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Effect of chromium supplementation on glycated hemoglobin and fasting plasma glucose in patients with diabetes mellitus.

Yin RV, Phung OJ - Nutr J (2015)

Bottom Line: Compared with placebo, Cr yeast, brewer's yeast and Cr picolinate did not show statistically significant effects on A1C.Furthermore, compared to control, Cr chloride, Cr yeast and Cr picolinate showed no effect on FPG, however, brewer's yeast showed a statistically significant decrease in FPG -19.23 mg/dL (95% CI=-35.30 to -3.16, I(2)=21%, n=137).Cr supplementation with brewer's yeast may provide marginal benefits in lowering FPG in patients with T2DM compared to placebo however it did not have any effect on A1C.

View Article: PubMed Central - PubMed

Affiliation: Western University of Health Sciences, College of Pharmacy, 309 E. Second St, Pomona, CA, 91766, USA. ryin@westernu.edu.

ABSTRACT

Aims: Chromium (Cr) is a trace element involved in glucose homeostasis. We aim to evaluate and quantify the effects of Cr supplementation on A1C and FPG in patients with T2DM.

Materials and methods: A systematic literature search of Pubmed, EMBASE and the Cochrane Library (from database inception to 11/2014) with no language restrictions sought RCTs or cohort studies evaluating Cr supplementation in T2DM vs control and reporting either change in glycated hemoglobin (A1C) or fasting plasma glucose (FPG). Meta-analysis was conducted on each subtype of Cr supplement separately, and was analyzed by random effects model to yield the weighted mean differences (WMD) and 95% confidence intervals (CIs). Heterogeneity was assessed by using the I(2) statistic.

Results: A total of 14 RCTs (n=875 participants, mean age range: 30 to 83 years old, 8 to 24 weeks of follow-up) were identified (Cr chloride: n=3 study, Cr picolinate: n=5 study, brewer's yeast: n=4 study and Cr yeast: n=3 study). Compared with placebo, Cr yeast, brewer's yeast and Cr picolinate did not show statistically significant effects on A1C. Furthermore, compared to control, Cr chloride, Cr yeast and Cr picolinate showed no effect on FPG, however, brewer's yeast showed a statistically significant decrease in FPG -19.23 mg/dL (95% CI=-35.30 to -3.16, I(2)=21%, n=137).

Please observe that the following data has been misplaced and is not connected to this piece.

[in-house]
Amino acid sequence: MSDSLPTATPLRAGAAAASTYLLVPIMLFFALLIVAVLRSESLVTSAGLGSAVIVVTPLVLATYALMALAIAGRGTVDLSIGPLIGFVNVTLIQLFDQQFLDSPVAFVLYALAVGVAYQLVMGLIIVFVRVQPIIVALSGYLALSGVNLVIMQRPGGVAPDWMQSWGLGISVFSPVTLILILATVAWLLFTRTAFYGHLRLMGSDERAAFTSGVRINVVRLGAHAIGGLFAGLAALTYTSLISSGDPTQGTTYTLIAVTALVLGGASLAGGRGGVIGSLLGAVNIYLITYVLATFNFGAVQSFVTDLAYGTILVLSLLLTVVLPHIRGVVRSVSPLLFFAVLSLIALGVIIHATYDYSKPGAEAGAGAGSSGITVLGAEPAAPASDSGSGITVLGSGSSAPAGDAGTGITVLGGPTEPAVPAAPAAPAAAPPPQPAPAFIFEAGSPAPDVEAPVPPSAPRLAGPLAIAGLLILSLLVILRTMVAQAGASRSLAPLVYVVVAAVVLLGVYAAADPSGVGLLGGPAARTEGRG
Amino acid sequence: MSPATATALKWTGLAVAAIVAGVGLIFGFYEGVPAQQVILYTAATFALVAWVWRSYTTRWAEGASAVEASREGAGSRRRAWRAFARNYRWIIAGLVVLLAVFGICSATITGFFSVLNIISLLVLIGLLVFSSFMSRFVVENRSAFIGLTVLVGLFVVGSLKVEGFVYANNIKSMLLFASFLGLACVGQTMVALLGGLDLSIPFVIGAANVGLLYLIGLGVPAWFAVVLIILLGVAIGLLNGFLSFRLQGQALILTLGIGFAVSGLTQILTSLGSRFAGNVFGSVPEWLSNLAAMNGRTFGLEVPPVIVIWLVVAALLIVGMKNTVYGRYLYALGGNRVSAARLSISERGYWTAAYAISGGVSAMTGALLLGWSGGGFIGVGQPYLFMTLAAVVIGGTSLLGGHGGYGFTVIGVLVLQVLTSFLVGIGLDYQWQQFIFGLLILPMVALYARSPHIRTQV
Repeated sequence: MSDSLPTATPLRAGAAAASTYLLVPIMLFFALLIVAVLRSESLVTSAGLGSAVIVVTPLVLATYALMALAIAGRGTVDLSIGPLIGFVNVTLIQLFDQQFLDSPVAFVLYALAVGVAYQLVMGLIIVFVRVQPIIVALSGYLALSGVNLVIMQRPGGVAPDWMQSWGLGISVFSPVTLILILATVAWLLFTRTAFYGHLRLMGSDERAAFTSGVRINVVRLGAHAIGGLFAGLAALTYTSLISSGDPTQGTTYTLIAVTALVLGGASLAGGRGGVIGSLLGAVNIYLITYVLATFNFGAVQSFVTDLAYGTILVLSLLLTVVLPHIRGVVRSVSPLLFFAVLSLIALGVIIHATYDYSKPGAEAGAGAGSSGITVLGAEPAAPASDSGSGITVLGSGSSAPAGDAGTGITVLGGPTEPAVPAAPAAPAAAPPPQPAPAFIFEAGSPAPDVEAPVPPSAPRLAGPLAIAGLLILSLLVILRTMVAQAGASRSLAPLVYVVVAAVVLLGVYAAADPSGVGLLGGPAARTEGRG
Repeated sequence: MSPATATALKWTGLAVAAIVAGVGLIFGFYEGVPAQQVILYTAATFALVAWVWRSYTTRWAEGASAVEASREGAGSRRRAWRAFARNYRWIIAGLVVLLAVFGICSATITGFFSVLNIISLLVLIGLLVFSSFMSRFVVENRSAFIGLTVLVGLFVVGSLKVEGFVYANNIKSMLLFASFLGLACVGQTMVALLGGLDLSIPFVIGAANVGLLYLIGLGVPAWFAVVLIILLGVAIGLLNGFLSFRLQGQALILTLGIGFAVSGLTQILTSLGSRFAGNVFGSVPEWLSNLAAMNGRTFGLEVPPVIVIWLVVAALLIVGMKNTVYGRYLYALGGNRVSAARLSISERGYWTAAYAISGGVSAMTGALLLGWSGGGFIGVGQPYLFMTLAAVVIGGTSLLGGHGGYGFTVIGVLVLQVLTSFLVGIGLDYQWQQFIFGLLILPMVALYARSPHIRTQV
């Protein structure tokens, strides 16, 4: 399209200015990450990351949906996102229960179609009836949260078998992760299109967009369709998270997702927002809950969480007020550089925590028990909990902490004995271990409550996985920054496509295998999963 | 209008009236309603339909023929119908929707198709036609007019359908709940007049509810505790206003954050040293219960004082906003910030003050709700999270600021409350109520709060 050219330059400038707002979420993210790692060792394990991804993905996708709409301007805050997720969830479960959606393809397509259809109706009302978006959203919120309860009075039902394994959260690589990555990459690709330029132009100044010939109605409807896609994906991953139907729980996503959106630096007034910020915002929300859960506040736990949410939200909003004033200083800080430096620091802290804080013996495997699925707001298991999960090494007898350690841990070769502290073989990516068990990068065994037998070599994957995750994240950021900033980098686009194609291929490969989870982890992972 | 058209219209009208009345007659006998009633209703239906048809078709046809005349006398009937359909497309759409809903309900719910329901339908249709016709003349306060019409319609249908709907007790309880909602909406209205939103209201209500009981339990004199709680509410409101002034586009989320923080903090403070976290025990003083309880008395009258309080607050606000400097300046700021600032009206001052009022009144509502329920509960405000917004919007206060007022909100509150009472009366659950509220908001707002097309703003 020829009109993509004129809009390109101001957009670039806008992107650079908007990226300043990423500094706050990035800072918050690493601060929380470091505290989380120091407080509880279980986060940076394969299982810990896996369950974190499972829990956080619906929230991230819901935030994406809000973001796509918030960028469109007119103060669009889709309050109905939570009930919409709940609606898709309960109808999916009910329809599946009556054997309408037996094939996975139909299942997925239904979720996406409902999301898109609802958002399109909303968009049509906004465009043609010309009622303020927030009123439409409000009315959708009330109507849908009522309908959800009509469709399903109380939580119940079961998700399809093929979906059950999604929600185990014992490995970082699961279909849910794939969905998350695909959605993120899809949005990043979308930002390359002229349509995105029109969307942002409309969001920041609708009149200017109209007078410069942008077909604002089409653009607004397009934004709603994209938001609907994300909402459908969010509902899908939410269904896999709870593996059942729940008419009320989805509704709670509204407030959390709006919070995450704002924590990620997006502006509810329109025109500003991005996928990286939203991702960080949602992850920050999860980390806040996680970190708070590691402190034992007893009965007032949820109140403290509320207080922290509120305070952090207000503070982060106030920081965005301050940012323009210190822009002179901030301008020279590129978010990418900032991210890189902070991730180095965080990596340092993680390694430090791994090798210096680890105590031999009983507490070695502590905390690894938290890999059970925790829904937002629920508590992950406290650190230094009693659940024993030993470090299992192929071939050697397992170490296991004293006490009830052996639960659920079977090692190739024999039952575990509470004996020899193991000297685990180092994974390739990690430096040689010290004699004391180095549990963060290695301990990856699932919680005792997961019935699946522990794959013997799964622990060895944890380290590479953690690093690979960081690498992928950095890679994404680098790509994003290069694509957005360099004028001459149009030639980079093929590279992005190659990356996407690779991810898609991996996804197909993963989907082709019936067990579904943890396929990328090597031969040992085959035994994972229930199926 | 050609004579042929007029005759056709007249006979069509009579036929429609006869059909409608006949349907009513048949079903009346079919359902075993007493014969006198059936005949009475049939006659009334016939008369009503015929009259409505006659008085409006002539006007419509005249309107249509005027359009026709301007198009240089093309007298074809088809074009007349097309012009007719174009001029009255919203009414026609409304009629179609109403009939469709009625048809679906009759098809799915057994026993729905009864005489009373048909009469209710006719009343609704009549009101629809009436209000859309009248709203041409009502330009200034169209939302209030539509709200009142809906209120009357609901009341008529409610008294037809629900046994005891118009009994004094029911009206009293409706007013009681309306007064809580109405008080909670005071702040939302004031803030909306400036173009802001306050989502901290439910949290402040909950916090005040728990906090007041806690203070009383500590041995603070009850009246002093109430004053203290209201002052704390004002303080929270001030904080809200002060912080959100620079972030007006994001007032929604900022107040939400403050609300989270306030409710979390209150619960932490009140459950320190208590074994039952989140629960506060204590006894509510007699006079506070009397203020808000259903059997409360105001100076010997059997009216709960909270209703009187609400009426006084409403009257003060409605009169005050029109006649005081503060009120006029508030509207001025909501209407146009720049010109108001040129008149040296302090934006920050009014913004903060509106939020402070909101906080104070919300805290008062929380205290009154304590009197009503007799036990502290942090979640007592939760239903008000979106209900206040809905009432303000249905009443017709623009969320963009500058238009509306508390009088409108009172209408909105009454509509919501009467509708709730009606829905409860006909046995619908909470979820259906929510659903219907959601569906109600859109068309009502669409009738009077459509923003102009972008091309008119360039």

Conclusions: Cr supplementation with brewer's yeast may provide marginal benefits in lowering FPG in patients with T2DM compared to placebo however it did not have any effect on A1C.

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Cochrane risk of bias assessment tool. Six domains are evaluated, random sequence generation, allocation concealment, blinding of participants and personnel, blind of outcomes assessment, incomplete outcome data and selective reporting. – , ? and + represents either a high, unknown or low risk of bias, respectively.
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Fig2: Cochrane risk of bias assessment tool. Six domains are evaluated, random sequence generation, allocation concealment, blinding of participants and personnel, blind of outcomes assessment, incomplete outcome data and selective reporting. – , ? and + represents either a high, unknown or low risk of bias, respectively.

Mentions: Upon screening for inclusion and exclusion of studies, 14 nonduplicate RCTs (n = 875 patients, mean age range: 30 to 83 years old, 8 to 24 weeks of follow-up) met inclusion criteria (Figure 1) [13–27]. No observational studies were found to be eligible for inclusion in this study. Of the 14 unique studies identified, 11 reported results for A1C and 12 reported results for FPG. Patients in the intervention group received Cr supplement (dosing range 126 mcg-1,000 mcg daily) in the form of either: Cr chloride (n = 3) [17, 18, 20], Cr picolinate (n = 5) [16, 21, 23, 24, 28], Cr yeast (n = 3) [26, 27, 29], or brewer’s yeast (n = 4) [15, 18, 22, 25]. Cr was dosed one to three times daily (Table 1). Assessment for the Cochrane Risk of Bias tool is presented in Figure 2. The Cr levels for patients included in this meta-analysis were either not reported or within normal limits.Figure 1